Everett Rogers published the “Diffusion of Innovations” in 1962, which according to Wikipedia, is “a theory that seeks to explain how, why, and at what rate new ideas and technology spread through cultures.” In layman’s terms, it’s this classic graph that they show you on the first day of business school:

  1 Source: Wikipedia

The most interesting aspect of Facebook is that depending on how old you were between February 2004 and September 2006, as well as whether or not you had a .edu email address, there were restrictions on where one fell in the above graph. It wasn’t until September 2006 that anyone over the age of 13 with an email address could join. By that time you probably heard about Facebook from a friend, or a friend of a friend.

A friend of a friend is now an important metric on Facebook. It’s called Friends of Connections (FOC) and refers to the friends of users who like your page/brand. The Facebook reps I work with (who are fabulous, by the way) inform me that the FOCs are one of the most important segments you can target since people are highly influenced by their friends and networks.

This original study has been advanced to the realm of retail and buying patterns, where it’s become proven that the early and late majority are your potential customers, those most likely to buy the product. So what I wanted to look into were how many friends these early- and late-majority Facebook users have versus early adopters. I didn’t include innovators, since I only have two or three friends from Harvard on Facebook, or laggards because the laggards I know (hi, Dad!), still aren’t members of Facebook.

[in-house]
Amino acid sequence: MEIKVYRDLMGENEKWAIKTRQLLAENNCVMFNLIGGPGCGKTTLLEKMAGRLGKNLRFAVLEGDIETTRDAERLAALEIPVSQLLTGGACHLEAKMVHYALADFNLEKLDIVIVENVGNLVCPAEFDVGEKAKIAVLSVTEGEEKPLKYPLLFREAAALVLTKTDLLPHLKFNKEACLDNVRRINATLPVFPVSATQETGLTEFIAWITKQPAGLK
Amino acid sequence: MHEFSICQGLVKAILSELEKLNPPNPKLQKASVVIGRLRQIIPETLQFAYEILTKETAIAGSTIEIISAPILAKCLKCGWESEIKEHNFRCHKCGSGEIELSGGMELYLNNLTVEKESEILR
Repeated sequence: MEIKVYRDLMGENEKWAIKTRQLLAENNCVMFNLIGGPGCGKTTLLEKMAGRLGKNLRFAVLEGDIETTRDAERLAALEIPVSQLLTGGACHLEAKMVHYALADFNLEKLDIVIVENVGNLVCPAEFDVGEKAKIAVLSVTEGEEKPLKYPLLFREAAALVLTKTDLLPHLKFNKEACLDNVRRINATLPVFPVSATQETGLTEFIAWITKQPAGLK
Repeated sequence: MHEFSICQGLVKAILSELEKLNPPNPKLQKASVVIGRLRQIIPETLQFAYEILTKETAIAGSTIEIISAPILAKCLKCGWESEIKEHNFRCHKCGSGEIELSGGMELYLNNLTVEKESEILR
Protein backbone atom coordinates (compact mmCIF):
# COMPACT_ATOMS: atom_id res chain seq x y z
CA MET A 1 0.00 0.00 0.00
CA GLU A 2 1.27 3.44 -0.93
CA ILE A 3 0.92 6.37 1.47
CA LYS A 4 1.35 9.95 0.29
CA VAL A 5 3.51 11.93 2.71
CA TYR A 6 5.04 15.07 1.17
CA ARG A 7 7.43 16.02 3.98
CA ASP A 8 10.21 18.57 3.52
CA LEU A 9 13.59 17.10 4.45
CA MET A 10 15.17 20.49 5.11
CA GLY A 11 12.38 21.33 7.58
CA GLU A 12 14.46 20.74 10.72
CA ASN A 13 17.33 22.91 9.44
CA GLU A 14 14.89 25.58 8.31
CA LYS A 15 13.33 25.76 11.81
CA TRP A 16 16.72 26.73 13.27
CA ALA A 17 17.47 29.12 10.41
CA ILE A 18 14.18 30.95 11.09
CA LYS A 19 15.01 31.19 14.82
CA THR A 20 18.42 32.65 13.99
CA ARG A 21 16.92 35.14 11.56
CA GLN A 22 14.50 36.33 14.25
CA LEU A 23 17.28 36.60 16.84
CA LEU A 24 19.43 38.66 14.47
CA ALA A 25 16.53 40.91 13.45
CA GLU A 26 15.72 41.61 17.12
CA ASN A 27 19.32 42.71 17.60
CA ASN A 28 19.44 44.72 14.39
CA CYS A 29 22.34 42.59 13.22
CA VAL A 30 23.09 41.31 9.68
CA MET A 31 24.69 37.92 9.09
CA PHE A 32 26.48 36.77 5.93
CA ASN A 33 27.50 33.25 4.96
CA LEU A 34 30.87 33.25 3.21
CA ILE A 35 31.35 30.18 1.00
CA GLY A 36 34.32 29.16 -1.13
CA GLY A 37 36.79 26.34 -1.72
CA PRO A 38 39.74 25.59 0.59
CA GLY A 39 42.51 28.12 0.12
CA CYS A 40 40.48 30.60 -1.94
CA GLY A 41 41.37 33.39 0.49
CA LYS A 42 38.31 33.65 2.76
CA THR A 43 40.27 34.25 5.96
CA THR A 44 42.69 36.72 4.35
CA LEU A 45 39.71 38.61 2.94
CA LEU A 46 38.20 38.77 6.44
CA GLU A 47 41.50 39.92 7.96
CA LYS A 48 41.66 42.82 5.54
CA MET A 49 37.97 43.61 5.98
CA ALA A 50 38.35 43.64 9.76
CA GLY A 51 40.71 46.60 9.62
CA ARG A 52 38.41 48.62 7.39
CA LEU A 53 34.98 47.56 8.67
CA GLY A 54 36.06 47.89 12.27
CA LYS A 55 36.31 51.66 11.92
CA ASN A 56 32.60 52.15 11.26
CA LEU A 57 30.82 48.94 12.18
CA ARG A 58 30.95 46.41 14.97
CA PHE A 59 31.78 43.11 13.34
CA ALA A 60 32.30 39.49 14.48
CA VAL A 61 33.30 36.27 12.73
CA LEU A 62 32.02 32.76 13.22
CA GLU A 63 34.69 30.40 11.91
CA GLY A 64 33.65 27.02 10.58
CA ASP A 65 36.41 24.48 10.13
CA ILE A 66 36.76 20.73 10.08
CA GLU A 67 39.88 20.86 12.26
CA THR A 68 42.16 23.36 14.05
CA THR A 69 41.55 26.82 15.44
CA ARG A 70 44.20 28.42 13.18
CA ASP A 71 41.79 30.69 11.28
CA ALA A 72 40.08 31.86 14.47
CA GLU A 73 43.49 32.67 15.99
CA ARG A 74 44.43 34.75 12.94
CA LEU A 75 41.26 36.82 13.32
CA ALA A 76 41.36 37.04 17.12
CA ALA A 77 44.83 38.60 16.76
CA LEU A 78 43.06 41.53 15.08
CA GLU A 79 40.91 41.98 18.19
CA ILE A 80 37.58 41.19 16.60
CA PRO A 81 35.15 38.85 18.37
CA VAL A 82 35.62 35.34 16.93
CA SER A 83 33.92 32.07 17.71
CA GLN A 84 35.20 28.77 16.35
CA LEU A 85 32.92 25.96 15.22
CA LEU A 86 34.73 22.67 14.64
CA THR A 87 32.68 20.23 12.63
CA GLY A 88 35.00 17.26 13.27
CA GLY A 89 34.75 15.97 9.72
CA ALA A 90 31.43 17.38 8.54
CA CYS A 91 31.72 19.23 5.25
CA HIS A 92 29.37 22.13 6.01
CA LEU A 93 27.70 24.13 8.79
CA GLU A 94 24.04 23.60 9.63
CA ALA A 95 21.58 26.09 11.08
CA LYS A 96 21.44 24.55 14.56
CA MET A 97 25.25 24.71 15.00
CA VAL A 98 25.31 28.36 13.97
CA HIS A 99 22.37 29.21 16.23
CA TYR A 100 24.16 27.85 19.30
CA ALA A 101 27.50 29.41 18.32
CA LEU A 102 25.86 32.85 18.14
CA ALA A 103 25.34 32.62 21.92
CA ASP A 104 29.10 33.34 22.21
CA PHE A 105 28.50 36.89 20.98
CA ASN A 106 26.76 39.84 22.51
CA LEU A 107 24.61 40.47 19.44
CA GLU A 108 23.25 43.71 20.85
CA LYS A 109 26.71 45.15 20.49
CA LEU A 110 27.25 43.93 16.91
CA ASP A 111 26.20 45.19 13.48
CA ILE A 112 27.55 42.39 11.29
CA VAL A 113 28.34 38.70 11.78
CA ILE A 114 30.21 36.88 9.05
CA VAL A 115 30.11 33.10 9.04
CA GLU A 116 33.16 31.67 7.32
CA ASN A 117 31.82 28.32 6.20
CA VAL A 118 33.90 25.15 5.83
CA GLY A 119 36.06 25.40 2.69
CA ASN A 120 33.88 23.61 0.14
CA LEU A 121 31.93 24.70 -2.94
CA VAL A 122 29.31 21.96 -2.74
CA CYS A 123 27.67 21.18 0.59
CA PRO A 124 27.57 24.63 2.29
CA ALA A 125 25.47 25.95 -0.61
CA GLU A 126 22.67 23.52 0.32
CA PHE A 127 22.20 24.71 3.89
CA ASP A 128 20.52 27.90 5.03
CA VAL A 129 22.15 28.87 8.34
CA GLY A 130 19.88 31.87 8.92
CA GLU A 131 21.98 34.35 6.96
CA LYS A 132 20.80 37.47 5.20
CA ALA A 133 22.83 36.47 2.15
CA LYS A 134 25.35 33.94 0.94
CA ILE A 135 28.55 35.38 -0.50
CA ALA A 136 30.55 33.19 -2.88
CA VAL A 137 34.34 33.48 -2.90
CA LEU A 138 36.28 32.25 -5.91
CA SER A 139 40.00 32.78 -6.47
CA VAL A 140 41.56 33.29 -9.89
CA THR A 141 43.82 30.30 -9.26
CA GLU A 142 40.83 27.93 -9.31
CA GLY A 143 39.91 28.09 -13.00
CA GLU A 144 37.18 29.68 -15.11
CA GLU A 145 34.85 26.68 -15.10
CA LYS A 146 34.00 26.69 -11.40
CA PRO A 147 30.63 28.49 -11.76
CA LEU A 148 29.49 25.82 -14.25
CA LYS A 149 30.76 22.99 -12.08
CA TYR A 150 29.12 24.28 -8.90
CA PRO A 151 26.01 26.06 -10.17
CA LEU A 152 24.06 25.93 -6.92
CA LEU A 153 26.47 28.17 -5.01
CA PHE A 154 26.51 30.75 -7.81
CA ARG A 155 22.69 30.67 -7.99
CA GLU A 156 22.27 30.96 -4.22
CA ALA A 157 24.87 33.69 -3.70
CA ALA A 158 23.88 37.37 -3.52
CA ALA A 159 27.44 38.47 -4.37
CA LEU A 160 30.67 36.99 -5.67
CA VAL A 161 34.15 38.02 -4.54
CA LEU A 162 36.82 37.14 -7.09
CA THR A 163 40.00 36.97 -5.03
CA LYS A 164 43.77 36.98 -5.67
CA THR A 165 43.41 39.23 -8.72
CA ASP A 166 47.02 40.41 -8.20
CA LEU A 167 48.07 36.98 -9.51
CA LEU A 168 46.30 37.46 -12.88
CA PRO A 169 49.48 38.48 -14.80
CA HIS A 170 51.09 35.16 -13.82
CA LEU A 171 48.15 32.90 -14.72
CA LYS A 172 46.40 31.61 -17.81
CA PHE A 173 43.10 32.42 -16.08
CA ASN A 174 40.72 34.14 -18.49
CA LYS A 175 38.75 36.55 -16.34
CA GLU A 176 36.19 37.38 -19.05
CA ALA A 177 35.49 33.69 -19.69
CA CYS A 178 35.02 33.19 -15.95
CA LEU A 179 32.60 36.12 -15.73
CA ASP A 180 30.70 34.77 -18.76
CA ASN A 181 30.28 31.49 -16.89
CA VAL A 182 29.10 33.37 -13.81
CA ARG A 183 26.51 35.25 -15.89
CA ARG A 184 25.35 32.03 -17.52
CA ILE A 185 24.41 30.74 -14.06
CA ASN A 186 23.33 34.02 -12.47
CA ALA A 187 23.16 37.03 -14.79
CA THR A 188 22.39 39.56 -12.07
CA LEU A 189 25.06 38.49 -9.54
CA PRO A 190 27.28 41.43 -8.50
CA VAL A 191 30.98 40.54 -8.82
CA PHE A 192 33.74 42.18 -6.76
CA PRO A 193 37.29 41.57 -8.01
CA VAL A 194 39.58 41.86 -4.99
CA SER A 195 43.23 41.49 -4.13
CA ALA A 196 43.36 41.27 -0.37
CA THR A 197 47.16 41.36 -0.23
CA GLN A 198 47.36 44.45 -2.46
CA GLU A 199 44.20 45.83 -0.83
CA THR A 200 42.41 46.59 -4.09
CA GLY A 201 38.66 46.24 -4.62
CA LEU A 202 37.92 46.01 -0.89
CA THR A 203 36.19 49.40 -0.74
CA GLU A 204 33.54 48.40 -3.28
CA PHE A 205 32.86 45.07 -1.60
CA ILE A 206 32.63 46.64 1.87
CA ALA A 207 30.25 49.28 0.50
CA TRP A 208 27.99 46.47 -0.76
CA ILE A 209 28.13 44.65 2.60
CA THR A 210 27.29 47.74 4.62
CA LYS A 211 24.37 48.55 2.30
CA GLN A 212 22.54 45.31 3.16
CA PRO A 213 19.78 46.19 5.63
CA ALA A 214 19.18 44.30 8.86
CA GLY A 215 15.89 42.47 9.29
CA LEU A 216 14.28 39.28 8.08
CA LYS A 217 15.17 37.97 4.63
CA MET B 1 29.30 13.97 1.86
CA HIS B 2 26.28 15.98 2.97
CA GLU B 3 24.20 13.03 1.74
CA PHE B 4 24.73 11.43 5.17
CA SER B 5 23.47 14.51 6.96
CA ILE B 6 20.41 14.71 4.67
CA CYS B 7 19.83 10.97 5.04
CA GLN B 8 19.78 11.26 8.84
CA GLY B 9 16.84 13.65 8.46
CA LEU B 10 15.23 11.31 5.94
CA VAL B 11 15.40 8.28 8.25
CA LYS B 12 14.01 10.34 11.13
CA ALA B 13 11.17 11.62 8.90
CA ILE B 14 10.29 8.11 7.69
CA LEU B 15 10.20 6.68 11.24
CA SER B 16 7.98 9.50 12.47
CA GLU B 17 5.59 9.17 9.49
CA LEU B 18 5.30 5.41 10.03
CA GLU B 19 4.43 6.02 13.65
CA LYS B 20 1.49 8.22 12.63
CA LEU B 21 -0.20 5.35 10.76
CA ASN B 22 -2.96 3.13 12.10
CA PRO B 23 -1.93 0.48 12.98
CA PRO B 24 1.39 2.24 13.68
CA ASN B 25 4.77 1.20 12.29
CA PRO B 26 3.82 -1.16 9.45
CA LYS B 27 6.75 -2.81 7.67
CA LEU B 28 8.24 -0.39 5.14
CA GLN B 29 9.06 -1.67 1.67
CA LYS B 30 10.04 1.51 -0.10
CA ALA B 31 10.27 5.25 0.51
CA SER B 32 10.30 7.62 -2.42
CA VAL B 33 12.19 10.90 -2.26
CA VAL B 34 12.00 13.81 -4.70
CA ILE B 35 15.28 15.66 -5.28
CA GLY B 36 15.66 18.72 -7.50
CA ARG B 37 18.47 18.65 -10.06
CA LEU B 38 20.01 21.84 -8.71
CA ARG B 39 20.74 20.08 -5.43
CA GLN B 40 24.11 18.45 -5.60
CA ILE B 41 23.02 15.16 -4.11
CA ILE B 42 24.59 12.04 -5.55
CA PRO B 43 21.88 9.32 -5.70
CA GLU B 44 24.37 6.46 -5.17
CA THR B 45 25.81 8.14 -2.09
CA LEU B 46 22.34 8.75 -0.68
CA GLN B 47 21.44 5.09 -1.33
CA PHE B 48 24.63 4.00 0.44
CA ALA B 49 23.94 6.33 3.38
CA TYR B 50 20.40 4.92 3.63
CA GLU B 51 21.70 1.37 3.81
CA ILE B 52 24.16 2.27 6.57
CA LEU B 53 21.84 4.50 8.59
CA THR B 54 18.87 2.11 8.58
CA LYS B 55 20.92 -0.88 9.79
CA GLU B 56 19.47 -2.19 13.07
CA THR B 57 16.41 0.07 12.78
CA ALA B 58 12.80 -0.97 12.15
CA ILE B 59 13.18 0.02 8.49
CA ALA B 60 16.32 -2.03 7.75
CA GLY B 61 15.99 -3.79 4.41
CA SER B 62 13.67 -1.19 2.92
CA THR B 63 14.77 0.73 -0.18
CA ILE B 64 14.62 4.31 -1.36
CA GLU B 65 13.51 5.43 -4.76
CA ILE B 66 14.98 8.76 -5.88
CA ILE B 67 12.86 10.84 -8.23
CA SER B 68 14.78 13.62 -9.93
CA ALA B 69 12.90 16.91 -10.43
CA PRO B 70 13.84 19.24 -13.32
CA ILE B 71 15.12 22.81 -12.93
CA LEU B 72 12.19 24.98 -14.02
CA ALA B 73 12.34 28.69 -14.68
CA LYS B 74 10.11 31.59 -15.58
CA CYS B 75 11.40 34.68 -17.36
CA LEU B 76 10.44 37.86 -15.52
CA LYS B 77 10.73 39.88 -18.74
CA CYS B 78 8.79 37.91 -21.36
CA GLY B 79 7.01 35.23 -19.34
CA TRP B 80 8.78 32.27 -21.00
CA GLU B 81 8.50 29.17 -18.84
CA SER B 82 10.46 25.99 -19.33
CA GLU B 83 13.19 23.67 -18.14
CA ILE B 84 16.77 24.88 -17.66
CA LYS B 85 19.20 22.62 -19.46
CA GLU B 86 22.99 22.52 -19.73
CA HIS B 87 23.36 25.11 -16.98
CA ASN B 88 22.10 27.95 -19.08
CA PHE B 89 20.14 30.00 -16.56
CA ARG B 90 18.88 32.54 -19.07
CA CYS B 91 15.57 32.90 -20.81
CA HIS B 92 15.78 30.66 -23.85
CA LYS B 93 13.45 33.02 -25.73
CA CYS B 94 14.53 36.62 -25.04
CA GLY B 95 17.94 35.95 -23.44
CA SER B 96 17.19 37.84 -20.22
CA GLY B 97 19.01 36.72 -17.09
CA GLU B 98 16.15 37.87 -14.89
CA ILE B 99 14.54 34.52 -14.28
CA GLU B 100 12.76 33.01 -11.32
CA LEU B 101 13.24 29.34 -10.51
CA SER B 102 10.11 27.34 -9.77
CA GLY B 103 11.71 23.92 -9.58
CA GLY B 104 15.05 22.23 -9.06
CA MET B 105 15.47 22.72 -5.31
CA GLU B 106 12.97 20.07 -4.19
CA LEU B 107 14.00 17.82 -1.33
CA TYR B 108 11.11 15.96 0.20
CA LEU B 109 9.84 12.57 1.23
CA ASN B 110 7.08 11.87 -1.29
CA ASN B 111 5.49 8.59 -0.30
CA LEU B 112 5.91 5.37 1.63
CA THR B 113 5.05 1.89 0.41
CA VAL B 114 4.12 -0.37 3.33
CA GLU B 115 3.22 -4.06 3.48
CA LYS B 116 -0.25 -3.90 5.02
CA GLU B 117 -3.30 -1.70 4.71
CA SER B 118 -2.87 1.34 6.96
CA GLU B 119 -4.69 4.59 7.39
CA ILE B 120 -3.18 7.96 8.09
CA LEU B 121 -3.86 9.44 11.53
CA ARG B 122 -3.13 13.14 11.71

Here’s what I found by taking a random sample of 10 friends from each category:

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According to the theory, the groups in blue (above) are your potential customers. The interesting finding is that if I look at the average number of friends in each of these categories, there is a definite trend that develops in the late majority based on age.

So is this good news? Yes. Focusing on the late majority group, I broke this up into the three age ranges listed above. What’s unique about the late majority (over 40) is that their friends on Facebook are actually their friends in real life, which brings more legitimacy to the power of suggestion. What’s unique about the late majority (under 20) is that they have a huge quantity of friends to advertise to, and since late majority users generally move in a pack mentality (eg, they only buy when someone in their circle does does), this is great news for advertisers. Also worth noting is that a good portion of the late majority (under 20) users haven’t even been to college yet, where their friends on Facebook will grow exponentially. Add these factors together, and the late majority user on Facebook looks like a promising target audience.

 

Karen Maciolek

Senior Account Manager

Master Social Media Strategizer

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